‘IN THE TRENCHES’ with Malcolm Gooding
November 11 @ 11:00 am - 12:00 pm| donation at the door
Armistice Day is commemorated every year on 11 November to mark the armistice signed between the Allies of World War I and Germany at Compiègne, France, for the cessation of hostilities on the Western Front of World War I, which took effect at eleven o’clock in the morning—the “eleventh hour of the eleventh day of the eleventh month” of 1918.
This year, 2018, has particular significance as it is 100 years of the ending of the First World War. To mark this occasion, join us for a poetry reading will take place at Wahnfried on Sunday 11th November at 11am.
Malcolm Gooding will present:
IN THE TRENCHES.
A poetic journey, a hundred years later, where Malcolm Gooding commemorates the bravery and challenges the madness of the First World War 1914-1918.
Venue: Wahnfried corner Bree and Buitekant Streets, McGregor
Bookings (essential): Wahnfried (firstname.lastname@example.org)
Price: Donation at the door
For lunch after the presentation, make your booking at Tebaldi Restaurant, Temenos, McGregor 023 625 1115 / 023 625 1871
At 4pm at Wahnfried there will be a filmed performance of Benjamin Britten’s War Requiem in a performance from Coventry Cathedral which marked the 50th anniversary of its premiere. The piece combines the setting of the liturgical mass with poems by WWI poet Wilfred Owen.
Malcolm Gooding Biography:
The DStv website states: “For the past 50 years Malcolm has established himself as one of the best voices in radio and television.”
Malcolm, who was born in 1946, grew up in Vereeniging and Germiston. To combat the deleterious effects of the local patois his Welsh mother insisted on elocution classes; with Mrs Steinoble, at the Sons of England Hall in Three Rivers.
After school he attended Wits, where he succumbed to the temptations of university life. Forced out into the real world Malcolm joined Nedbank, where he mastered the subtle sibilance of a Dutch accent, but not the finer points of foreign exchange trading.
In 1967 he auditioned for a job at the SABC. Within a year he had his own show, Going Gooding, in which he got to play the music of the Youth Revolution: The Who, Santana, Creedence Clearwater Revival, Led Zeppelin etc. It was Malcolm’s good fortune to be able to select his own songs and provide the sound-track to the lives of a generation of young South Africans.
Going Gooding ran from 1968 to 1974 on SABC’s English Service, and boasted one of the highest listenerships in the station’s history.
In 1968 Malcolm began another important stint – this time as narrator to Squad Cars, that iconic Friday night Springbok Radio serial about police cars that, “Prowl the empty streets at night in fast cars on foot”. Squad Cars finally came to an end in 1984, and Malcolm can proudly proclaim that he voiced about 800 episodes.
In 1974 Malcolm left the SABC to pursue a freelance career. His voice, described as, “a blend of fine sand and smooth English marmalade” – was considered to have, “The right stamp of authority – with just a hint of seduction.” As Malcolm jokes, “I have done just about every soap commercial on the market. And for my shame also a few cigarette adverts. There was a time, just after TV started, when I was seen as being the right voice for the lady’s boudoir.” One reviewer at the time noted, “When he talks about toilet cleaner being ‘thick and green and clean’, he makes it sound like maple syrup.”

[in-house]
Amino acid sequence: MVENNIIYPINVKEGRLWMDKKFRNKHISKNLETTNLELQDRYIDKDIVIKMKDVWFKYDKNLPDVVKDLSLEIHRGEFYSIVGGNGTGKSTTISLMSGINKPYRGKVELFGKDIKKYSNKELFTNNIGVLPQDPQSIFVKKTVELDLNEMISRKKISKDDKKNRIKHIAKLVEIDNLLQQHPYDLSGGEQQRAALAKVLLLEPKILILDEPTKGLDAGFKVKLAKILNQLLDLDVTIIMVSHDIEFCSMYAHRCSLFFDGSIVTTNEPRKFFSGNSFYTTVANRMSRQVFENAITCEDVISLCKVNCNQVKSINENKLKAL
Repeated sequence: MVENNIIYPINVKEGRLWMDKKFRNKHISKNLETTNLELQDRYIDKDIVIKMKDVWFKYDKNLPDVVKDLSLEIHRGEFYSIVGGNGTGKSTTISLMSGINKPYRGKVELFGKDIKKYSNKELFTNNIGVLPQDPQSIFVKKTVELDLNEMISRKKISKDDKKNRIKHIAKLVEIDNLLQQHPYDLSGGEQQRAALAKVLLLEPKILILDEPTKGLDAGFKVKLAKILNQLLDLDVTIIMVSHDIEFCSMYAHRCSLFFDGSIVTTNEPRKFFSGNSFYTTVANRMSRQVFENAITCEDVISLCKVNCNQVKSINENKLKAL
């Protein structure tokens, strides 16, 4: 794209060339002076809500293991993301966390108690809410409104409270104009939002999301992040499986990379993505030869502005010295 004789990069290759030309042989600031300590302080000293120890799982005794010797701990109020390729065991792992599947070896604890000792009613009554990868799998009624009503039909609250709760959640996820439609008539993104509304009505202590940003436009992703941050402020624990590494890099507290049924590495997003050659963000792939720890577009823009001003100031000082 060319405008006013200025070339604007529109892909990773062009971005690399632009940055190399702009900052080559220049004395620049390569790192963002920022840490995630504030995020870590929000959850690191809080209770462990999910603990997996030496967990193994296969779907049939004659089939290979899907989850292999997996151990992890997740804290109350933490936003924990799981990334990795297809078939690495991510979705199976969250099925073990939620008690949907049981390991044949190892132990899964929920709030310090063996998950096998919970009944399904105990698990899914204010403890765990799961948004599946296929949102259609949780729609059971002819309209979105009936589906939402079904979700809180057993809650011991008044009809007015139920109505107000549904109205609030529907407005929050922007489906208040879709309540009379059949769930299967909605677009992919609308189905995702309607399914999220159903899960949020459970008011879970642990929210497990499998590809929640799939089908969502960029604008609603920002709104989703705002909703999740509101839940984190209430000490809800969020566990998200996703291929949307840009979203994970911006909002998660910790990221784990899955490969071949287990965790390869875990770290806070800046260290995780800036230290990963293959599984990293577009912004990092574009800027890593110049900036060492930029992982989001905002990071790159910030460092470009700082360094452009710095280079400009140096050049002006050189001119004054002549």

With the advent of television Malcolm was the obvious choice to host one of the first variety shows, Good Vibrations, which flighted every Saturday night. He also continued to voice documentaries; and discussion and magazine programmes. Meanwhile his flexible schedule allowed him to take care of unfinished business and he completed his degree through Unisa; acquiring a BA Honours in history.
Malcolm still makes a living by voicing radio and television commercials, as well as narrating a variety of documentaries for channels such as Discovery, National Geographic and SuperSport. His incredible voice, as well as his charming and cheerful demeanour, makes him a ‘go-to man’ in the voice industry. Not for nothing do studio engineers, and creative directors, sometimes refer to him as Malcolm Good-thing.
History is one of Malcolm’s hobbies, and particularly the confusing and convoluted history of his beloved country, South Africa. In 1995 he became part of that history. Malcolm’s ‘Madiba Moment’ arrived when he was called on to announce the presentation of the William Webb Ellis Trophy after South African won the Rugby World Cup. When he told Nelson Mandela that he was there to introduce him, Mandela’s priceless reply was, “So you think I need to be introduced.”
Malcolm is an eternal optimist who will attack a new venture with the same enthusiasm he tackles a commercial for the latest miracle pool cleaner. His hobbies include olive farming, architectural restoration, landscape painting and good South African wine. Malcolm is the father of two sons and two daughters and has 10 grandchildren.